Sims Recycling Solutions (SRS) is the electronics recycling and ITAD arm of Australia-based metals recycling giant Sims Metal Management. Last year, SRS brought in about 12 percent of Sims Metal Management’s revenue.
SRS recently released its annual report reflecting back on the 2018 fiscal year. Last year, the company processed 430,000 metric tons of material, down from 447,000 metric tons processed the year before.
“It’s a function of the form factor changing and also the changing in our business,” Sean Magann, SRS’ vice president of global sales and marketing, told E-Scrap News.
The CRT glut is waning, and a growing number of small mobile computing devices are entering the stream while larger PC are decreasing. Meanwhile, over the past few years, SRS has shifted away from volume-based recycling accounts and toward value-added service in the ITAD realm, Magann said.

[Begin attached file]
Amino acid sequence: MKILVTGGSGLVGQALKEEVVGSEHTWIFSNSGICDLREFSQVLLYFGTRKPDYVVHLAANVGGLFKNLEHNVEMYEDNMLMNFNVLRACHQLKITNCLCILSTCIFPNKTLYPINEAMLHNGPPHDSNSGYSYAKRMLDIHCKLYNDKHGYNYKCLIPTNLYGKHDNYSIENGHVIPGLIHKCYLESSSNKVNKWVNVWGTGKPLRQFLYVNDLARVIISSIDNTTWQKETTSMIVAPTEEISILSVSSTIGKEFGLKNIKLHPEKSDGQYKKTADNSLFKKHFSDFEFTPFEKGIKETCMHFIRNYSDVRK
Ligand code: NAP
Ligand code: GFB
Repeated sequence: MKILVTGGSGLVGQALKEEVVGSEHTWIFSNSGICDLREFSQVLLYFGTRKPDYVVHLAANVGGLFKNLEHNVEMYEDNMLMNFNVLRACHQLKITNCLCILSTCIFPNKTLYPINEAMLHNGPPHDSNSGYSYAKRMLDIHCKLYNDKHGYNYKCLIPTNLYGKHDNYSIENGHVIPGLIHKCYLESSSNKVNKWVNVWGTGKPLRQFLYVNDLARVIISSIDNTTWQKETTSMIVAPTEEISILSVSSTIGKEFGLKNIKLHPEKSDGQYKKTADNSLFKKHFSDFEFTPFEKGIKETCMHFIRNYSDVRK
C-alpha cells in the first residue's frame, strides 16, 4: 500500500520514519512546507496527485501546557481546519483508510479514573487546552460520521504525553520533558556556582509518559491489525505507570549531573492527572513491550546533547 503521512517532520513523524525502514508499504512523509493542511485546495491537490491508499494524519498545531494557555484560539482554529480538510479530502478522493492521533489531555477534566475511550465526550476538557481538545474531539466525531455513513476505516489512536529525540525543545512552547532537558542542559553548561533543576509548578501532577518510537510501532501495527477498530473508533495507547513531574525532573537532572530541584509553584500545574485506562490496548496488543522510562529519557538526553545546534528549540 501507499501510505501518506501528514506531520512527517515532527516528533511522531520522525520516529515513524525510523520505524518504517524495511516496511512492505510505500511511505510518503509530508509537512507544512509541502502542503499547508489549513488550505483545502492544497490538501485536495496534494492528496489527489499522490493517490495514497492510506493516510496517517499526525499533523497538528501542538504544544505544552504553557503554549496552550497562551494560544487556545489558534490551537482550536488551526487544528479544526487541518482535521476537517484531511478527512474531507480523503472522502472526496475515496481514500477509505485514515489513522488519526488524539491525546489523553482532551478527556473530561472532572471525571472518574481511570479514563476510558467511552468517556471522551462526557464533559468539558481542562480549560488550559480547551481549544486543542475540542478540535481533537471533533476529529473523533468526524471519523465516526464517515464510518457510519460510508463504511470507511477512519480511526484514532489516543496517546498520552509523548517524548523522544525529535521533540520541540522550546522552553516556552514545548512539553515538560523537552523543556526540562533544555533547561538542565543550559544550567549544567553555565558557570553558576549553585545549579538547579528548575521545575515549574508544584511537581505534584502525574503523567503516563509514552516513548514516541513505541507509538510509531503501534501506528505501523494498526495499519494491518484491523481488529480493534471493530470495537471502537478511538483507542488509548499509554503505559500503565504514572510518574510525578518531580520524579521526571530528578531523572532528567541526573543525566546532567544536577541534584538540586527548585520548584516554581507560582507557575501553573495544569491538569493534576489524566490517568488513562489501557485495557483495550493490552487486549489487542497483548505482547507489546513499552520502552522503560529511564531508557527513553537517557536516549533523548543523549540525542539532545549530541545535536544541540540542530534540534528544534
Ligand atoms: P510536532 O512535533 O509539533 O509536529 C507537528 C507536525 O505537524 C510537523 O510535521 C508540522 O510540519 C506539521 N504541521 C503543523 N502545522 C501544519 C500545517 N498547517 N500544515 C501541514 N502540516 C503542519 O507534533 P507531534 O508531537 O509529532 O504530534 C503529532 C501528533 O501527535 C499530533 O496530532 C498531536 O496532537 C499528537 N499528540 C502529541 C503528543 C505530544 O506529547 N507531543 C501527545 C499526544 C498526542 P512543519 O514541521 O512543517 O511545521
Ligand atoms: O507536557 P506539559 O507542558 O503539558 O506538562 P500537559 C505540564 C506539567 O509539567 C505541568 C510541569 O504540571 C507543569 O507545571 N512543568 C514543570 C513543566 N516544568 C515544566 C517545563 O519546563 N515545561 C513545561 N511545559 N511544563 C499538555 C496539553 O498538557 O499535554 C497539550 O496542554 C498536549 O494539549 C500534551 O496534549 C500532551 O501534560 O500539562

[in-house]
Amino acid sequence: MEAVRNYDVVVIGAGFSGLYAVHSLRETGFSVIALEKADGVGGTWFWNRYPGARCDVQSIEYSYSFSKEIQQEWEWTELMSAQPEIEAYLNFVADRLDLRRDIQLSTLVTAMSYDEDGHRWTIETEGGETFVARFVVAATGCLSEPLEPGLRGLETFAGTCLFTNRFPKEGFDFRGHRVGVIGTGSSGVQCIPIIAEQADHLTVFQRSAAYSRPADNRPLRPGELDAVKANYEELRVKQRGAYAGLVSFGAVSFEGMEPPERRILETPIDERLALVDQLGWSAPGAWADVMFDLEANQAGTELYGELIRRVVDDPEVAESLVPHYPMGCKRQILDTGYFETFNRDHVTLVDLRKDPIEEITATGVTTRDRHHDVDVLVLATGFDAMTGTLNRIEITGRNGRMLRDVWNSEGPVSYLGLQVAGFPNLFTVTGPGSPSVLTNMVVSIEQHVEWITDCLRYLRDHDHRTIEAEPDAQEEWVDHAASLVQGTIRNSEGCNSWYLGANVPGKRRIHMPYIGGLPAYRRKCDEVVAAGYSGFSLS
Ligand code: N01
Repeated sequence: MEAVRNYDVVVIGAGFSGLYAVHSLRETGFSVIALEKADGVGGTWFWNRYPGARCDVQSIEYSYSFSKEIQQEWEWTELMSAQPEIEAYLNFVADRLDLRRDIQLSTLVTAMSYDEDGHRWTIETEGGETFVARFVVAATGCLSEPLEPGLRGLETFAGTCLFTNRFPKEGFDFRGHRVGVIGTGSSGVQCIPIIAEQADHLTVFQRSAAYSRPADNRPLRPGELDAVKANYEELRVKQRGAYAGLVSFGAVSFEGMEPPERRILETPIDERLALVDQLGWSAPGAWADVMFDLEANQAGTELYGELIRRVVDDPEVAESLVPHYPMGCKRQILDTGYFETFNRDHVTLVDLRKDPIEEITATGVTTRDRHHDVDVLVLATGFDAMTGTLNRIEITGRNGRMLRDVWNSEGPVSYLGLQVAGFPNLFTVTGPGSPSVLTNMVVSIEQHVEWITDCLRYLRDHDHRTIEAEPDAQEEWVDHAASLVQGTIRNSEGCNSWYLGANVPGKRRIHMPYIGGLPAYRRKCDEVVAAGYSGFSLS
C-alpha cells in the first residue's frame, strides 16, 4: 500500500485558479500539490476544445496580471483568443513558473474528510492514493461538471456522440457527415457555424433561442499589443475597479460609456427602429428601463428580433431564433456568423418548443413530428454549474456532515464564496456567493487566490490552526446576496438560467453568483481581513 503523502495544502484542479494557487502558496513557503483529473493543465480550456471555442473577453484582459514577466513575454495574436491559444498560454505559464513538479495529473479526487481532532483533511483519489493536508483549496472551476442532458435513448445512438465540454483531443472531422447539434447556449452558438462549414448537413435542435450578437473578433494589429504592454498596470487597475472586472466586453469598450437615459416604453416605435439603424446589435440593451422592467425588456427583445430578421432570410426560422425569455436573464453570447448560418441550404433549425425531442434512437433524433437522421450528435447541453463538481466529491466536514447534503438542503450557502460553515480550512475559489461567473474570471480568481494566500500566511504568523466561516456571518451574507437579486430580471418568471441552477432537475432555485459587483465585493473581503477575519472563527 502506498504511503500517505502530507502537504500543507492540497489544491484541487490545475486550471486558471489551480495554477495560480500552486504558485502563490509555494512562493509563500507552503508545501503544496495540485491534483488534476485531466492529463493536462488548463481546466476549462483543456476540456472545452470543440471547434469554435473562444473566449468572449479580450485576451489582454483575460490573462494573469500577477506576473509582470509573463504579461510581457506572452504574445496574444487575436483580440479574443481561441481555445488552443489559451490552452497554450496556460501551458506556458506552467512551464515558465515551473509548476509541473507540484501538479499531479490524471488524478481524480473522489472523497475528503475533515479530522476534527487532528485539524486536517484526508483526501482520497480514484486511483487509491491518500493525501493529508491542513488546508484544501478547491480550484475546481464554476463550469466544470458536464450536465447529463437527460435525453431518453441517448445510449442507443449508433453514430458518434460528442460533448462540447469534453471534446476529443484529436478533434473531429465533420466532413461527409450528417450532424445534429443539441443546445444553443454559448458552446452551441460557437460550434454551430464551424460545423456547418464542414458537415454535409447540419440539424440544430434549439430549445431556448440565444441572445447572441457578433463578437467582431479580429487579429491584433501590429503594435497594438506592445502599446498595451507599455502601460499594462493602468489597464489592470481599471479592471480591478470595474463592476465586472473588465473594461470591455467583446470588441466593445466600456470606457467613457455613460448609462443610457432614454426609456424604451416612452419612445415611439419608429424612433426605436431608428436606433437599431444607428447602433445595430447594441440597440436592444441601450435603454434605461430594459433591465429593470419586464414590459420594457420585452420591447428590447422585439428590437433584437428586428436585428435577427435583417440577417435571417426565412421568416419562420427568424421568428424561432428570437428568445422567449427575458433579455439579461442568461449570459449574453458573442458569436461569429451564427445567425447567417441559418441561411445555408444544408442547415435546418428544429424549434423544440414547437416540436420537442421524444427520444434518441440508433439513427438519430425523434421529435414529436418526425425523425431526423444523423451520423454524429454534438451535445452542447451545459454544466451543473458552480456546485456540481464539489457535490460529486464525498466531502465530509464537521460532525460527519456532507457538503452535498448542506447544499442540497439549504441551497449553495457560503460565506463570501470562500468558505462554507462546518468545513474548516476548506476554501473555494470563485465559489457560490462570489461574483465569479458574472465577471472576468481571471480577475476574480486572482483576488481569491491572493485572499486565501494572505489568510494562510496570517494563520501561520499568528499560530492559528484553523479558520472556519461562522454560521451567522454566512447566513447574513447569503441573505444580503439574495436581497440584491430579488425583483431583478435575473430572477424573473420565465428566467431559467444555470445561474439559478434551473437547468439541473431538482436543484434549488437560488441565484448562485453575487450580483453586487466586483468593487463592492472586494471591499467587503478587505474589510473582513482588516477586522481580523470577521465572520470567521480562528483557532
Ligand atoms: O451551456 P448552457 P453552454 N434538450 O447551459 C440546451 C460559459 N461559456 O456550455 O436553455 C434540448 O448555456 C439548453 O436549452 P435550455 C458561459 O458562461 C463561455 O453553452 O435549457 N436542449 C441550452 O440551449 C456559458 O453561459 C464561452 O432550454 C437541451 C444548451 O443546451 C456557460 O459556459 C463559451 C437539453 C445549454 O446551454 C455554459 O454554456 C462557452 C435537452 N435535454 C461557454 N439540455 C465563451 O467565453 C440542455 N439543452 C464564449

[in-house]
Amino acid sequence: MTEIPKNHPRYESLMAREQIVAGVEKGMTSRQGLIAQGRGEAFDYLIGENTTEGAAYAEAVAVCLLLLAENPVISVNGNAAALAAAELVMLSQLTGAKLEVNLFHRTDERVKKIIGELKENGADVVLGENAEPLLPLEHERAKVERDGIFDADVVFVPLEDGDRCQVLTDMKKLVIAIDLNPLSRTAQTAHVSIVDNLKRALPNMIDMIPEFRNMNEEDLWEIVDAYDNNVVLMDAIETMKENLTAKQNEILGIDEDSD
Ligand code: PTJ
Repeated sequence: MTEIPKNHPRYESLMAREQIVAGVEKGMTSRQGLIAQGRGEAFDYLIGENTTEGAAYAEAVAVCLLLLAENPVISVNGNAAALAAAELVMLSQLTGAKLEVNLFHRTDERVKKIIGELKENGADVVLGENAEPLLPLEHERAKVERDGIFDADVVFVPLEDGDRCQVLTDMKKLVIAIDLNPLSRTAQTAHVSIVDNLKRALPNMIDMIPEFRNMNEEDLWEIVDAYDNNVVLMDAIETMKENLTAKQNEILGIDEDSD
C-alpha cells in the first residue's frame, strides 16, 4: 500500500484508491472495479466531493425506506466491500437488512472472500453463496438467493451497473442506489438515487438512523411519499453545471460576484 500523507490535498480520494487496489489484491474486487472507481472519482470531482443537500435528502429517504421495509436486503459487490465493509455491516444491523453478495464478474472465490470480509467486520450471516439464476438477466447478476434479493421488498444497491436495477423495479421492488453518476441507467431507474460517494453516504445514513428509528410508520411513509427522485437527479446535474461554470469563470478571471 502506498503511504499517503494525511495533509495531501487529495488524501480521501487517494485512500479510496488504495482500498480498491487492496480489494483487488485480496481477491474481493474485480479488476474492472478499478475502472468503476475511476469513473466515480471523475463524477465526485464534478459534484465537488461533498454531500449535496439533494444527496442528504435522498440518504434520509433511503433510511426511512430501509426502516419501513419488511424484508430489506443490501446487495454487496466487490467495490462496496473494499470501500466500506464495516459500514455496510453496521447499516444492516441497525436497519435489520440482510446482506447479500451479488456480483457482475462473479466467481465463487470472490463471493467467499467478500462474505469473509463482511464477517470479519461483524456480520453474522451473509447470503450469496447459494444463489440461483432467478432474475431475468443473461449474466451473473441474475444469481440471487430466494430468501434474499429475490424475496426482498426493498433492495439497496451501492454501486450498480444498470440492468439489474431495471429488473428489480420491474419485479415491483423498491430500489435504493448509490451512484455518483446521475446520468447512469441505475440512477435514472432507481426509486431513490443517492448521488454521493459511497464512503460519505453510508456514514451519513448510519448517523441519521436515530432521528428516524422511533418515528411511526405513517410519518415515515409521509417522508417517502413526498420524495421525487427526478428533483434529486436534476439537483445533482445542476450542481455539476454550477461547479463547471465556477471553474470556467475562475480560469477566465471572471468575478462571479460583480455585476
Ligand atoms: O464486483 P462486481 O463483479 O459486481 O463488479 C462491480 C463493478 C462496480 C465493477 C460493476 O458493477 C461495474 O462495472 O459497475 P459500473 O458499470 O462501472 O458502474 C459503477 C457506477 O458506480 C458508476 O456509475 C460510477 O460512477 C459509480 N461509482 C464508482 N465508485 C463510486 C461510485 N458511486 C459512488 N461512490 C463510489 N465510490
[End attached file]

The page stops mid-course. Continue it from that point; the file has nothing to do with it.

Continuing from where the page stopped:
He pointed to last year’s financial returns as a positive indicator. E-Scrap News reported in August the company had earnings of 25 million Australian dollars ($18.3 million) in its 2018 fiscal year, up 24 percent from prior year.
“It was one of the best years since I’ve been with the company,” said Magann, who has been at SRS since 2011. While it’s in the industry’s DNA to see fewer pounds processed as a negative, “we’re not paying the rent with pounds. We’re paying it with money,” he said.
In the annual report, SRS noted higher metals prices also gave the company a boost last year. Specifically, copper prices were up 25 percent and average gold prices were up 3 percent over the previous fiscal year.
According to the 2018 report, SRS reported that the regulatory environment in the European Union, where most of the company’s facilities are located, remains supportive of the industry. “In addition, data security concerns are having a meaningful impact on large corporations seeking secure recycling services,” the document notes.
SRS has facilities in the following countries: Australia, Austria, Belgium, Czech Republic, Dubai, Germany, India, Ireland, Netherlands, New Zealand, Norway, Poland, South Africa, Singapore, Sweden, the U.K. and the U.S.
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